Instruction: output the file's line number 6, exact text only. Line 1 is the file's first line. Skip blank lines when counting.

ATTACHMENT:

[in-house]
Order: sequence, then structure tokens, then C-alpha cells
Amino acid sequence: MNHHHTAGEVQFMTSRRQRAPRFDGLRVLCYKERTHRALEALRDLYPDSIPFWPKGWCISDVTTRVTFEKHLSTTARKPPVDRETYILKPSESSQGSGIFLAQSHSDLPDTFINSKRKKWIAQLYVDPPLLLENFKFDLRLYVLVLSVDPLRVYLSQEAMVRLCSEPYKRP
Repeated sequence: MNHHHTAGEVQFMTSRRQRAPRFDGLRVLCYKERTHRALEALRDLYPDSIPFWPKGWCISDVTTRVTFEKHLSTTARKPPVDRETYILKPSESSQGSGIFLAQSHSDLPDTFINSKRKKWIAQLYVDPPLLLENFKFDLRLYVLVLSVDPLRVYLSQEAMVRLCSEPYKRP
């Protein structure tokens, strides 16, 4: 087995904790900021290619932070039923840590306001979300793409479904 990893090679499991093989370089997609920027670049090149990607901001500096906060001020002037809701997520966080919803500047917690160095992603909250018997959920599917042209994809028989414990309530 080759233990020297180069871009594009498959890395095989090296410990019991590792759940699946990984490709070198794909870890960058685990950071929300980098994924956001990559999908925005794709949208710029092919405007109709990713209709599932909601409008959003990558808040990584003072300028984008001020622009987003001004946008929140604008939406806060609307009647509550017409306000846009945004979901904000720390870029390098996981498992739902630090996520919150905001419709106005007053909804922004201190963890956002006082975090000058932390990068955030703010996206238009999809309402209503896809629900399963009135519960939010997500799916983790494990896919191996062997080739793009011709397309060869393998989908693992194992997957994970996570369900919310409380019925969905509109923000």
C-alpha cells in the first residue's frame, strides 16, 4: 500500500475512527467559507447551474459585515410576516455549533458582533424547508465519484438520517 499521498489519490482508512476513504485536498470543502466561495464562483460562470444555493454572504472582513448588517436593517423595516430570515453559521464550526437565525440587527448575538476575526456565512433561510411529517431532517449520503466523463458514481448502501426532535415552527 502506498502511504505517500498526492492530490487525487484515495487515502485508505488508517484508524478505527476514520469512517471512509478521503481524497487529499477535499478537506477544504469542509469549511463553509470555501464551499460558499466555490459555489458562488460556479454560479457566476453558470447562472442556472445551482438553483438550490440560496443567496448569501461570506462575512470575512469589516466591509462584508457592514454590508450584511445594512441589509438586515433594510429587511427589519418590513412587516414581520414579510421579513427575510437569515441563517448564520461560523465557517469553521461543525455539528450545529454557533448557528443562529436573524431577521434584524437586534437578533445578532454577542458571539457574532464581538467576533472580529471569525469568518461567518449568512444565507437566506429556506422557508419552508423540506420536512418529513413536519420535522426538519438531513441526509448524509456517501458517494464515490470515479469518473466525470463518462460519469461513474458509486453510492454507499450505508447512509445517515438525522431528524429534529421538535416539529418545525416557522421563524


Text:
C-alpha cells in the first residue's frame, strides 16, 4: 500500500475512527467559507447551474459585515410576516455549533458582533424547508465519484438520517 499521498489519490482508512476513504485536498470543502466561495464562483460562470444555493454572504472582513448588517436593517423595516430570515453559521464550526437565525440587527448575538476575526456565512433561510411529517431532517449520503466523463458514481448502501426532535415552527 502506498502511504505517500498526492492530490487525487484515495487515502485508505488508517484508524478505527476514520469512517471512509478521503481524497487529499477535499478537506477544504469542509469549511463553509470555501464551499460558499466555490459555489458562488460556479454560479457566476453558470447562472442556472445551482438553483438550490440560496443567496448569501461570506462575512470575512469589516466591509462584508457592514454590508450584511445594512441589509438586515433594510429587511427589519418590513412587516414581520414579510421579513427575510437569515441563517448564520461560523465557517469553521461543525455539528450545529454557533448557528443562529436573524431577521434584524437586534437578533445578532454577542458571539457574532464581538467576533472580529471569525469568518461567518449568512444565507437566506429556506422557508419552508423540506420536512418529513413536519420535522426538519438531513441526509448524509456517501458517494464515490470515479469518473466525470463518462460519469461513474458509486453510492454507499450505508447512509445517515438525522431528524429534529421538535416539529418545525416557522421563524